B) Thanks for pointing out I am pretty smart – smart enough not to completely believe the test (and also not to pay the 9.95 for the personality profile).

C) My baby cousin took the test – she got “paint” (HA…it’s a joke). Seriously, padeye took the same test I did. The second chart he had is the one I got in the email. If you’re REALLY curious to take an online quiz, do a search for “IQ Test.” It’s what I did.

D) If I remember correctly, Marilyn claims to have a 300+ IQ. Personally, I believe Cecil could take her.

E) Manhattan, you’re absolutely right. (Hey, a little kissing-up can’t hurt ;))

F) F is for Finally: I am smart/intelligent/wise/able to see well enough to know that one number does not a person make. I was simply curious to know what the difference is. Let’s face it: My IQ, whatever it may be, is not gonna get me much money. I could play it like Marilyn, I could try to get on Millionaire, but in the end, it don’t mean crap. I know this.

I also know that they took my IQ in Kindergarten and told my mother they couldn’t measure it. The story has always seemed a little far-fetched to me (and it’s ABOUT me) and I was curious to see what would really happen. So, as I said, “I was Bored” and, as Padeye so eloquently put it, “I thought it would be a larf.”

But don’t ASK me about my A-C-T score.

Thanks all!

I can believe that your IQ score measured as off the scale on that test you were given in kindergarten. As I said before, anything over 160 or below 40 is simply unmeasurable for any ordinary IQ test. How would you calibrate any higher IQ? To say that your IQ is, say, one in a million (whatever IQ score that equals, perhaps about 170), you would have to have calibrated the test by testing a million people.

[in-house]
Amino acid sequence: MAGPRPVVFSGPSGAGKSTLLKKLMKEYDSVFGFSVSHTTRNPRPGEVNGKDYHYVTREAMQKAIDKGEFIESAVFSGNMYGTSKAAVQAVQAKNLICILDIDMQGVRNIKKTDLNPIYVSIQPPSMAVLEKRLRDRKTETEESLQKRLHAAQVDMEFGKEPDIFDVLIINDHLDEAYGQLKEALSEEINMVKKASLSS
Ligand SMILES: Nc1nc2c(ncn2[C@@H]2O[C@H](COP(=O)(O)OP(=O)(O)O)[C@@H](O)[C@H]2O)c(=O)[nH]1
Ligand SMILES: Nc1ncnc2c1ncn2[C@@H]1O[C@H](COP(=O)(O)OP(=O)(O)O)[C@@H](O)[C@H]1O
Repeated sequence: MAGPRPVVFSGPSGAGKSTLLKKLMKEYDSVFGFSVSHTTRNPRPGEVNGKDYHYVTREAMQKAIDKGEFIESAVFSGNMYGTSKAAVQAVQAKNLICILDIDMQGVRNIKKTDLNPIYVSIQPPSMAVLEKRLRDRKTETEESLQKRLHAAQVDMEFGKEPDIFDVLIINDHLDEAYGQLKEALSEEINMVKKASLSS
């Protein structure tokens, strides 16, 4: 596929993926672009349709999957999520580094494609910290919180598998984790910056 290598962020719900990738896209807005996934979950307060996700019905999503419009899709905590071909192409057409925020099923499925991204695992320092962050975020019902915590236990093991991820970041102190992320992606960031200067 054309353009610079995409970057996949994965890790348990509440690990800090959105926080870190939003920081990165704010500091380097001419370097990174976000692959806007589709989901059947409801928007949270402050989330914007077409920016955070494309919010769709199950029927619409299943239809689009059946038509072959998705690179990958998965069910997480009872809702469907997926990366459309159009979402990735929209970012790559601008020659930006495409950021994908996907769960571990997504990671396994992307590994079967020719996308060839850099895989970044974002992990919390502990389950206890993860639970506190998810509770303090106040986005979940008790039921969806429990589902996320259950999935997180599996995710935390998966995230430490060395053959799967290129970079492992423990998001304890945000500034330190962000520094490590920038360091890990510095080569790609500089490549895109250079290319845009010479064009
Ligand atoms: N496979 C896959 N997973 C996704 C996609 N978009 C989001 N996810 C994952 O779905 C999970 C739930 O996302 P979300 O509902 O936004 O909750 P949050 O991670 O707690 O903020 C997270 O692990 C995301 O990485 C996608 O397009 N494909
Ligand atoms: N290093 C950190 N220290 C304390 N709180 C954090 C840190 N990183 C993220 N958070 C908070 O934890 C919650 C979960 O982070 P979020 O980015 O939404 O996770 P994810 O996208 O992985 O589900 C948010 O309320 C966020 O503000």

Don’t take the tests so seriously. Even if there is such a thing as “intelligence” which can be measured by a single number, what good is knowing it going to do you?

Marilyn Vos Savant never claimed a 300-plus IQ. She claimed a 228 IQ, which is possible on an old version of IQ test that doesn’t use standard deviations but a (mental age/chronological age) definition. Using the current(15 points = 1 standard deviation) definition, you can’t have an IQ higher than 200 even if you declared yourself the smartest person among all the 100 billion people who had ever lived.

For folks interested in the history, development and use of the IQ test, check out “The Misemeasure of Man” by Steven Jay Gould. A little slow going in places, but worth it.

“The dawn of a new era is felt and not measured.” Walter Lord

While the IQ tests are not a perfect representation of a persons multi-faceted intellecual being, can’t we agree that it is somewhat useful for asessing relative intelligence. I mean, a person who scores 80-100 on 10 IQ tests is probably not at intelligent as one who scores 140-160 on the same 10 tests.

But of course we are talking about a limited function of problem solving to derive the make-up of “intelligence.”

I have met a few Mensa members and none were what one would call “successful.” So what does it really matter anyway?

One-in-a million IQ is 174.5 (or 25.5).

Work is the curse of the drinking classes. (Oscar Wilde)